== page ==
As winter approaches and the coronavirus pandemic shows little sign of slowing, restaurants in cold-weather areas are growing increasingly concerned about their prospects after patios close.
In response, some are turning to technology to make dining rooms safer when winter hits.
Silver Diner and Silver New American Brasserie, a group of 20 restaurants in the Washington, D.C., area, invested in a three-part system that relies on ultraviolet light to purify the air and sanitize surfaces.
It includes germicidal UV-C lights in the air ducts to destroy bacteria and viruses, air purifiers in the dining room, and heavy-duty UV-C light fixtures that purify the air and surfaces overnight.
UV-C light, a form of ultraviolet light with a short wavelength, damages pathogens’ DNA and RNA, which stops them from reproducing. Studies have shown it to be effective in killing coronavirus in the air and on surfaces, according to Penn Medicine.
“The most unique thing is that we put all three of those together to make the air quality just as good as outside,” said Silver Diner co-founder and Executive Chef Ype Von Hengst. “Maybe even better, because cars are not going by.”
Photograph courtesy of Silver Diner
The system was not cheap. It cost about $25,000 per restaurant for a total of roughly $500,000 across the whole system. But Von Hengst believes the investment is worthwhile.
“$25,000 is a lot of money. But what is $25,000 for the safety of a person, for the safety of an associate, for the safety of a manager?” he said.
History Class Brewing Co., a brewery in Panama City, Fla., spent $3,000 to install two Reme Halo devices in its HVAC system. They use UV light to destroy germs in the air as it moves through the duct system.
“These items should last for years, and I think will be a positive for the business for a long time,” said History Class co-owner Allan Branch. “COVID forced us to up our cleaning protocols, but it’s a good thing in general.”
Restaurants and suppliers say these systems will be useful even after COVID-19 has subsided.
“I think it’s going to be probably until June, July of next year or even longer before everyone starts feeling comfortable again,” said Von Hengst. And even then, people are still going to be “leery.”
“People will think like that for a long time to come, I think,” he said.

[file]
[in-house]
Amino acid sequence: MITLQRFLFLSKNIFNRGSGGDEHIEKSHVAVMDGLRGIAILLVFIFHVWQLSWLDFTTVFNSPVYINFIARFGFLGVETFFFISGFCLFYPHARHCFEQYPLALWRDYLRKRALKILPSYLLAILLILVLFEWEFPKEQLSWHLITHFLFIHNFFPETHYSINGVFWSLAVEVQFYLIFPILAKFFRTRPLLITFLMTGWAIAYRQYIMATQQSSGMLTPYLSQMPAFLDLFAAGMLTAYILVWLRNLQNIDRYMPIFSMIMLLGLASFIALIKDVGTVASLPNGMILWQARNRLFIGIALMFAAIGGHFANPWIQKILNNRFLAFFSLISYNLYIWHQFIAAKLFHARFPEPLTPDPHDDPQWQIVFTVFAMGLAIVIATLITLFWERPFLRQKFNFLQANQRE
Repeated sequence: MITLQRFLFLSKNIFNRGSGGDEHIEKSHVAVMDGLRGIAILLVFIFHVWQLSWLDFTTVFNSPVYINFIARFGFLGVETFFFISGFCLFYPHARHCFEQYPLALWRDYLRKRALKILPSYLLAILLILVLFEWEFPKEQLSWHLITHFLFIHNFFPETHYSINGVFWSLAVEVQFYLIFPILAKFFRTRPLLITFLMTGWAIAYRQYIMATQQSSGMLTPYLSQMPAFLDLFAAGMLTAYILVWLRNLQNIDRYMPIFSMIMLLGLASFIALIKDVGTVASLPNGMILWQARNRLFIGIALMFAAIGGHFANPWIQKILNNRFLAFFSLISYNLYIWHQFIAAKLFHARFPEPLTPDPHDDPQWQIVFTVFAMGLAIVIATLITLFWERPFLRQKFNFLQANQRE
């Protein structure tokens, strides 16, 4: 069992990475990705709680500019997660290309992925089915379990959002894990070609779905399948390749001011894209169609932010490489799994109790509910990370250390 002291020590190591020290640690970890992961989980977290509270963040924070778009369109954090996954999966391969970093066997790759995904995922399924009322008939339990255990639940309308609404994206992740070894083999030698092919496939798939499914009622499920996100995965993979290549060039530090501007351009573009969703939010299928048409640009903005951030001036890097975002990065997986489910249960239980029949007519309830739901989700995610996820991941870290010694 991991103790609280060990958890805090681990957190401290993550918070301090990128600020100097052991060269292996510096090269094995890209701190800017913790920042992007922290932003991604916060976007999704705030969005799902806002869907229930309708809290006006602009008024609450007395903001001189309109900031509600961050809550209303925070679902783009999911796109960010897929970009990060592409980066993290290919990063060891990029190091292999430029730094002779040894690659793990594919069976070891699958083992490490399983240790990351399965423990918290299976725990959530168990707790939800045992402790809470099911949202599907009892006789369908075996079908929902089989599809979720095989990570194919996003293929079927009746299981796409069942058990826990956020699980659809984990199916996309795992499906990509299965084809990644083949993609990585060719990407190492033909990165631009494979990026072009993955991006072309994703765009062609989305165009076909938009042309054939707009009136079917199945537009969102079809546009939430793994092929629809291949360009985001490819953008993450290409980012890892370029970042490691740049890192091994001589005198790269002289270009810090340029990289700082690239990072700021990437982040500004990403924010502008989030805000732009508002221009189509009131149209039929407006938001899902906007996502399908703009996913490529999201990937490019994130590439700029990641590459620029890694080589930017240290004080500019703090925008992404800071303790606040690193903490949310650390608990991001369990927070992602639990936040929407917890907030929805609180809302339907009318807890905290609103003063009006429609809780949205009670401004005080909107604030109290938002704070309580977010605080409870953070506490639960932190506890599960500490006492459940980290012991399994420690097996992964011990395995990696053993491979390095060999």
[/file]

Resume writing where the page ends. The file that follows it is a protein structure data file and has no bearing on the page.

Von Hengst said he would not be surprised if some of the safety elements like those Silver Diner is using become requirements or strong recommendations for restaurants down the line.
David Ivey-Soto, VP of hospitality for XStream Infection Control, said long-term application was one thing that impressed him about the XStream device, which uses UV light technology to generate cluster ions that destroy pathogens.
“I looked at this and said, ‘Oh my God, this is a long-term solution,’” said Ivey-Soto, a chef and former national secretary of the American Culinary Federation. “Not only is it something that is going to be useful during this pandemic time, but it will be useful beyond that, because there are all types of pathogens out there.”
The XStream is about the size of a toaster and can be installed in air ducts or as a stand-alone unit. It distributes clusters of negative and positive ions that occur naturally in outdoor air. These clusters “immediately go to work killing existing pathogens,” according to the company.
Initially designed for healthcare environments, the XStream is now being pitched to restaurants as a way to sanitize air and surfaces indoors amid the pandemic. It’s in use in more than 30 healthcare facilities, and one restaurant is in the process of installing it, Ivey-Soto said. The device costs $250 a month for a minimum five-year lease.
Letting customers know
For all the added safety these solutions can provide, they won’t help a restaurant’s bottom line if customers don’t know about them. Nearly 70% of consumers say it’s important for restaurants to communicate their safety and sanitation strategy with customers, according to Restaurant Business sister company Technomic.
Parts of Silver Diner’s purification system are visible to the public, mounted on walls and emitting a blue light. The restaurant has also trained staff to let people know about the upgrades, and customers get a pamphlet with the menu that explains how the system works.
Likewise, History Class Brewing shot a video featuring Branch explaining the brewery’s safety precautions, from hand sanitizer stations to its UV light devices.
Restaurants that install an XStream, which is typically hidden in an air duct, would have to support that with a public relations campaign to let consumers know, Ivey-Soto said. The company is also thinking about offering stickers or a video to help restaurants inform guests about the device.
“It’s a visible thing for people. They can see a piece of plexiglass. They can see a mask. ... They can see all these kinds of things and they know someone is doing something to mitigate the situation,” Ivey-Soto said.
Silver Diner customers seem to be responding well to the restaurants’ recent safety boost. Since installing its UV-C system, the chain has seen traffic rise 5% to 10%, Von Hengst said.
“We don’t know if they’re just totally bored being home, but it looks to be more than that,” he said. “People say, ‘Oh wow, I’m glad you’re doing this.’ … People are curious and are coming in to try us.”